7

I have to read a file containing a list of strings. I'm trying to follow the advice in this post. Both solutions require using FileUtils.readLines, but use a String, not a File as the parameter.

Set<String> lines = new HashSet<String>(FileUtils.readLines("foo.txt"));

I need a File.

This post would be my question, except the OP was dissuaded from using files entirely. I need a file if I want to use the Apache method, which is the my preferred solution to my initial problem.

My file is small (a hundred lines or so) and a singleton per program instance, so I do not need to worry about having another copy of the file in memory. Therefore I could use more basic methods to read the file, but so far it looks like FileUtils.readLines could be much cleaner. How do I go from resource to file.

  • 1
    If it is a classpath resource you should not be using the File type. Consider using Google's Guava library Resources.readLines method. – McDowell Aug 28 '13 at 21:33
10

Apache Commons-IO has an IOUtils class as well as a FileUtils, which includes a readLines method similar to the one in FileUtils.

So you can use getResourceAsStream or getSystemResourceAsStream and pass the result of that to IOUtils.readLines to get a List<String> of the contents of your file:

List<String> myLines = IOUtils.readLines(ClassLoader.getSystemResourceAsStream("my_data_file.txt"));
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  • lol, so another question accepting an answer that bypasses the getting File problem. Java really doesn't like File apparently. – djechlin Aug 28 '13 at 23:25
  • Has nothing to do with it. File is not system agnostic, Stream is. – JoshDM Aug 29 '13 at 1:23
  • @djechlin a File is an actual file in the filesystem that has a path. Resources can be part of a jar file and you can't refer to just a part of a jar (or zip) through a path. What you can do is to get a stream to either a real file or a stream to a compressed file in an archive that also unzips on the fly. – zapl Aug 29 '13 at 10:47
  • @zapl oh, I see. Thanks, that now makes sense. – djechlin Aug 29 '13 at 15:06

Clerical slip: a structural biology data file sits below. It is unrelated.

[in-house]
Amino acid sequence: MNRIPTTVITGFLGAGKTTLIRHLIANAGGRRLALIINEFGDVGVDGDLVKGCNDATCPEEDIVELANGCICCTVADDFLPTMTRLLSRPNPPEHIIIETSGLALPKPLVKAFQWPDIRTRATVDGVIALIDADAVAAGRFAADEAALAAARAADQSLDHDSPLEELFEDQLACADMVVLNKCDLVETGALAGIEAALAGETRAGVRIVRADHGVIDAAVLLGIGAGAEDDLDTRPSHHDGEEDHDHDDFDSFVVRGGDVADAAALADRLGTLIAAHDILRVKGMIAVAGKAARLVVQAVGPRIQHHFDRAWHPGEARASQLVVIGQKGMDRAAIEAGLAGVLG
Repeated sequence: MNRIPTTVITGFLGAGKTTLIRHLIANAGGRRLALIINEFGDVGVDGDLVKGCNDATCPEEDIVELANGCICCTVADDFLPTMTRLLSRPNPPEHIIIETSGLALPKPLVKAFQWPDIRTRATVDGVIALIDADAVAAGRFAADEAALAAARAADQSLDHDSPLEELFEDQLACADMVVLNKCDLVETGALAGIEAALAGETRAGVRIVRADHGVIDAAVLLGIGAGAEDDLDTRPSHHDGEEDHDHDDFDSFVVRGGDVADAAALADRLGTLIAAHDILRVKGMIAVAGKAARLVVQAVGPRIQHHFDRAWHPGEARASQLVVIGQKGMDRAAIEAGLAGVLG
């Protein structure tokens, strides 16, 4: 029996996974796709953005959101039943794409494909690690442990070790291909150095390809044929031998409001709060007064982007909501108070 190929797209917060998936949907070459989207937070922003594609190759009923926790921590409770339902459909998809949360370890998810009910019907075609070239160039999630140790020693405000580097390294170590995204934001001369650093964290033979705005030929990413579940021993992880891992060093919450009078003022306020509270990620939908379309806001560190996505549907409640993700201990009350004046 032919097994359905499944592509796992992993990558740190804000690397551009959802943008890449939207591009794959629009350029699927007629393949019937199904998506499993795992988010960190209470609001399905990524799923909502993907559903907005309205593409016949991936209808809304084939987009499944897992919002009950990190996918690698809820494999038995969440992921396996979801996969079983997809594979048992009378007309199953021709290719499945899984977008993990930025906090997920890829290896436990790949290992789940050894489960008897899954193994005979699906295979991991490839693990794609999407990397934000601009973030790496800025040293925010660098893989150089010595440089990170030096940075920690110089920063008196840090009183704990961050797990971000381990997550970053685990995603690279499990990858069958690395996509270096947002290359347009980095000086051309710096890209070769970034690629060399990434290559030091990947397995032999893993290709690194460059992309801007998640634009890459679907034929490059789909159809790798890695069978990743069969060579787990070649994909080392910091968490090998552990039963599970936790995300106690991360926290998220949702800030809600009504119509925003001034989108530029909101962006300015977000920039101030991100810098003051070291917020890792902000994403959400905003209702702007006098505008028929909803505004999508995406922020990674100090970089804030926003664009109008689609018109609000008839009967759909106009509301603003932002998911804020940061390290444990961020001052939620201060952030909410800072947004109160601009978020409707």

2

I am assuming the file you want to read is a true resource on your classpath, and not simply some arbitrary file you could just access via new File("path_to_file");.

Try the following using ClassLoader, where resource is a String representation of the path to your resource file in your class path.

Valid String values for resource can include:

  • "foo.txt"
  • "com/company/bar.txt"
  • "com\\company\\bar.txt"
  • "\\com\\company\\bar.txt"

and path is not limited to com.company

Relevant code to get a File not in a JAR:

File file = null;

try {

    URL url = null;
    ClassLoader classLoader = {YourClass}.class.getClassLoader(); 

    if (classLoader != null) {

        url = classLoader.getResource(resource);
    }

    if (url == null) {

        url = ClassLoader.getSystemResource(resource);
    }

    if (url != null) {

        try {

            file = new File(url.toURI());

        } catch (URISyntaxException e) {

            file = new File(url.getPath());
        }
    }

} catch (Exception ex) { /* handle it */ }

// file may be null

Alternately, if your resource is in a JAR, you will have to use Class.getResourceAsStream(resource); and cycle through the file using a BufferedReader to simulate the call to readLines().

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  • Should resource be the string, e.g. "/com/mysite/app/file.txt"? – djechlin Aug 28 '13 at 20:32
  • No, not with the preceding /. I've tested it on Windows 7 and updated with my successful test cases. Does not work with . as a path separator. – JoshDM Aug 28 '13 at 20:59
  • After reviewing stackoverflow.com/questions/676097/java-resource-as-file , one of the alternate answers there is similar, but not as wide in scope, as my answer. – JoshDM Aug 28 '13 at 21:04
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    Will new File(url.toURI()) work for resources in JAR files? – millimoose Aug 28 '13 at 21:06
  • That was exactly what I was JUST going to update with; might have to use getResourceAsStream() and a BufferedReader in place of a call to FileUtils. – JoshDM Aug 28 '13 at 21:15
0

using a resource to read the file to a string:

String contents = 
 FileUtils.readFileToString(
  new File(this.getClass().getResource("/myfile.log").toURI()));

using inputstream:

List<String> listContents = 
 IOUtils.readLines(
  this.getClass().getResourceAsStream("/myfile.log"));
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